Soon it will be Lag B'Omer, one of Jewish Piotrkow's most festive days. Preparations for the Lag B'Omer parade had been under way for weeks. Finally, on that festive day, the various youth organizations will congregate, each before its own headquarters, proudly displaying their colorful uniforms. The youngsters from HaShomer HaTzair will be in green khaki blouses and blue ties, the Gordonia and HaNoar HaZioni all clad in their own distinctive colors. And then, somewhat separate from the rest, there will be the militant BeTar in their brown uniforms with matching caps. As the starting hour of the parade approaches, all of the youth groups, with their flags proudly waving in the early morning breeze, will line up behind the Maccabi sports troupe, who will be dressed completely in white and headed by the marching band. As the parade marches through the cobblestoned streets of the town, the multitude of people who jam the sidewalks will loudly cheer the marching assembly. The marchers will proceed towards the outskirts of the town, heading for the Rakov Forest. There, after the encampment, the traditional soccer game between the two rival teams HaKoach and Maccabi will take place. It will be a day of happiness long remembered by all. Meanwhile, back home in front of the Great Synagogue, another celebration will take place, this one organized by the religious leaders of the town. Hundreds of students from the many religious schools will celebrate the religious aspect of the day by listening to the inspiring speeches of their respected mentors. Lag B'Omer is the spring classic, an unforgettable yearly event in the town of Piotrkow.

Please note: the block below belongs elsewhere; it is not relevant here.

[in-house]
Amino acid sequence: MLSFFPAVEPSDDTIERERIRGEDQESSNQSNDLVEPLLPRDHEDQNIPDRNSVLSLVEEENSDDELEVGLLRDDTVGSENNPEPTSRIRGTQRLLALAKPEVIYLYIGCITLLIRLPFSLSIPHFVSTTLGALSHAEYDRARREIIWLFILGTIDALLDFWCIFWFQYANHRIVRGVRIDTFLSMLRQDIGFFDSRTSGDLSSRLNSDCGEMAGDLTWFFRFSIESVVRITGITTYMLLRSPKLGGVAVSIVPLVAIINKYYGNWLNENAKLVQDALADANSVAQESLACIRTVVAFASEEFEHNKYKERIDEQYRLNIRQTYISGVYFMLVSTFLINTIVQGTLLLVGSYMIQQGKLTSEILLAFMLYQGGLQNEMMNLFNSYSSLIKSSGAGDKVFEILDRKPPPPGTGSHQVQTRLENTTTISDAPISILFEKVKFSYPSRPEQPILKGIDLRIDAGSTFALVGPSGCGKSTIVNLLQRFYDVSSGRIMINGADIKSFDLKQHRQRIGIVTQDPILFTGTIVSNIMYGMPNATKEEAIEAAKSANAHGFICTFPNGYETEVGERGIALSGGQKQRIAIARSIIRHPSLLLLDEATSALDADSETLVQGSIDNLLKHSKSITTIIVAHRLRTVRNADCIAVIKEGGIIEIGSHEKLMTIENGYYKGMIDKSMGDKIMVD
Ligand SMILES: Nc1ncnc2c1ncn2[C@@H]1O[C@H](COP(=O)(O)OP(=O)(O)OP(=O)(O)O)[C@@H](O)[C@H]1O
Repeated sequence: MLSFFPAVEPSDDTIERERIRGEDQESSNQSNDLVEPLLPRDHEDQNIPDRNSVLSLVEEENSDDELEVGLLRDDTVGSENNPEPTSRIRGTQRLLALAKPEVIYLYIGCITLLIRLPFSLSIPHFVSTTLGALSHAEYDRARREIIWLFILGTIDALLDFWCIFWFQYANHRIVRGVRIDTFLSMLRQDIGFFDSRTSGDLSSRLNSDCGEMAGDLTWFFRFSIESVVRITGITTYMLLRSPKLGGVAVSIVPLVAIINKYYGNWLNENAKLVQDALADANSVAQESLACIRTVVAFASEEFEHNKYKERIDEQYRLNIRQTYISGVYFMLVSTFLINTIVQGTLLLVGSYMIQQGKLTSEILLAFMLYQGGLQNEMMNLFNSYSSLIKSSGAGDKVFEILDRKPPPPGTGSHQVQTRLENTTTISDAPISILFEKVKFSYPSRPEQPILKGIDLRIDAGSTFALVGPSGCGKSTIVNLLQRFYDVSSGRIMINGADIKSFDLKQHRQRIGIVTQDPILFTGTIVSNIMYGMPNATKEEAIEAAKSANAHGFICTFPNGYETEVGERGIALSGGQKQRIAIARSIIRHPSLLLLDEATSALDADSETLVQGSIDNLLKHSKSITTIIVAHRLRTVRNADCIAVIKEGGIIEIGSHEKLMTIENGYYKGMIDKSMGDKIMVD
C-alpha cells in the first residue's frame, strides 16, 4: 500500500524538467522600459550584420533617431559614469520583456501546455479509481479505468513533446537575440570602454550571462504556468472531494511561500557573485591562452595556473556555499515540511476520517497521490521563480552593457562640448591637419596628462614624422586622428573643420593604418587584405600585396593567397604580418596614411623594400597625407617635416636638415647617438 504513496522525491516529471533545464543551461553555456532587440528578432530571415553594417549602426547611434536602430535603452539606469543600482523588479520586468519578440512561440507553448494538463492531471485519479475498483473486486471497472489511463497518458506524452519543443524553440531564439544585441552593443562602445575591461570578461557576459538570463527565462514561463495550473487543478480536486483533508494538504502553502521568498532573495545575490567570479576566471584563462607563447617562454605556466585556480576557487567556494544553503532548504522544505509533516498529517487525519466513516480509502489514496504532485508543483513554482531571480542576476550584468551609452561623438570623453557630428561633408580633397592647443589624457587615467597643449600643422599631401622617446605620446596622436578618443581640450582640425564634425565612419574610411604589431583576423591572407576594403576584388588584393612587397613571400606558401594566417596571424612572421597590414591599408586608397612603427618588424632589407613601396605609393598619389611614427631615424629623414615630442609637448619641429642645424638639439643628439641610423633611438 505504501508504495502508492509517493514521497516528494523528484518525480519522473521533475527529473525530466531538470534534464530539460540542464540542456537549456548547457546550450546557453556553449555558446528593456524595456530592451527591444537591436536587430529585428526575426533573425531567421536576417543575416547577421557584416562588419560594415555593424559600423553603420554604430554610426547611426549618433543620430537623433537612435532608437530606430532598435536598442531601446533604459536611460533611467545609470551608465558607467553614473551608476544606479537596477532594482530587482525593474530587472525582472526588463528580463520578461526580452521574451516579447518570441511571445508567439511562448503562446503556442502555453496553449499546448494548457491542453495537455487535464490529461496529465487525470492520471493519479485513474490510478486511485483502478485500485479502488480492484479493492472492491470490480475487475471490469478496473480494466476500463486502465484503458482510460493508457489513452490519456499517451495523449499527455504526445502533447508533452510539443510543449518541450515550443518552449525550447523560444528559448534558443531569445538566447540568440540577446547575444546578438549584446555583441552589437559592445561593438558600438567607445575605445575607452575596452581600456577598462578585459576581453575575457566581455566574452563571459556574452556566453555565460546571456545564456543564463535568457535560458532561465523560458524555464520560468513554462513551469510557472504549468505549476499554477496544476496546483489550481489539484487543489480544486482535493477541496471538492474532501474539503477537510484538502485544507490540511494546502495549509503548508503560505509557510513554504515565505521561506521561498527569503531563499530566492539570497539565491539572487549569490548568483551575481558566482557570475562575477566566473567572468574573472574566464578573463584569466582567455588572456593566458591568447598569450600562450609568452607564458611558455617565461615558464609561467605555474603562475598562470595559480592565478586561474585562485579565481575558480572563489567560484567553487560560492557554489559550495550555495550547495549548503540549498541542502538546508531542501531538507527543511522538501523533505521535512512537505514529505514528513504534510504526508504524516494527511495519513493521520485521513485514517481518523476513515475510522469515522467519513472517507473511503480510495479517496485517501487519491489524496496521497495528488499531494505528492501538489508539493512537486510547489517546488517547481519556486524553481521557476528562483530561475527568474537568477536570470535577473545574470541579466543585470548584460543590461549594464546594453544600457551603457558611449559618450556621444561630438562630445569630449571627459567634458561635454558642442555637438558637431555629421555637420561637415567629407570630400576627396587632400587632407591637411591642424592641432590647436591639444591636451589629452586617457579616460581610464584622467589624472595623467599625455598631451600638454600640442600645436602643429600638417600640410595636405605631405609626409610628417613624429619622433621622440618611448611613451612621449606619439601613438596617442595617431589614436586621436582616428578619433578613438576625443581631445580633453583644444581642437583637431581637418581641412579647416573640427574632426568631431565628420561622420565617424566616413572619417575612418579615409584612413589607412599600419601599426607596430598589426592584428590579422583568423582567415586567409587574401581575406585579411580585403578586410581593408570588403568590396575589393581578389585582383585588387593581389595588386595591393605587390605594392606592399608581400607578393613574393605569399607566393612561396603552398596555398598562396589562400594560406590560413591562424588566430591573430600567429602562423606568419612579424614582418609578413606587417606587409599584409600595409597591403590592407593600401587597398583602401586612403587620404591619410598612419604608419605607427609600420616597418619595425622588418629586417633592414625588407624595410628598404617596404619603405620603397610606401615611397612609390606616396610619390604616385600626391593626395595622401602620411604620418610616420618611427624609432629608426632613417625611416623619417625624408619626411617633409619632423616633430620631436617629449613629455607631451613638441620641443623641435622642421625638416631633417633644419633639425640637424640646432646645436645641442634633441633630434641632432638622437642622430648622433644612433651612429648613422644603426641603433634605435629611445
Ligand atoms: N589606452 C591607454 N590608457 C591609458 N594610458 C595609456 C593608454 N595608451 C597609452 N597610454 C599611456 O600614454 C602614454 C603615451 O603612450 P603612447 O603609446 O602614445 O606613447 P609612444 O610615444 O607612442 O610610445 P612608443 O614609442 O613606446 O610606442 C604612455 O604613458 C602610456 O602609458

I looked around me, a little shocked at the vividness of my recollection. Many of the mourners assembled at Mount Zion had taken part in the Lag B'Omer celebration. I wondered how many still recalled those joyous days in the detail that I did.
The memorial service was about to begin, or so I expected from the sudden hushed silence. But I stood for one more moment, unable to remove my eyes from the cold, white marble structure representing the once vibrant Jewish community of 20,000 souls. Up from my memory came the beloved image of another structure.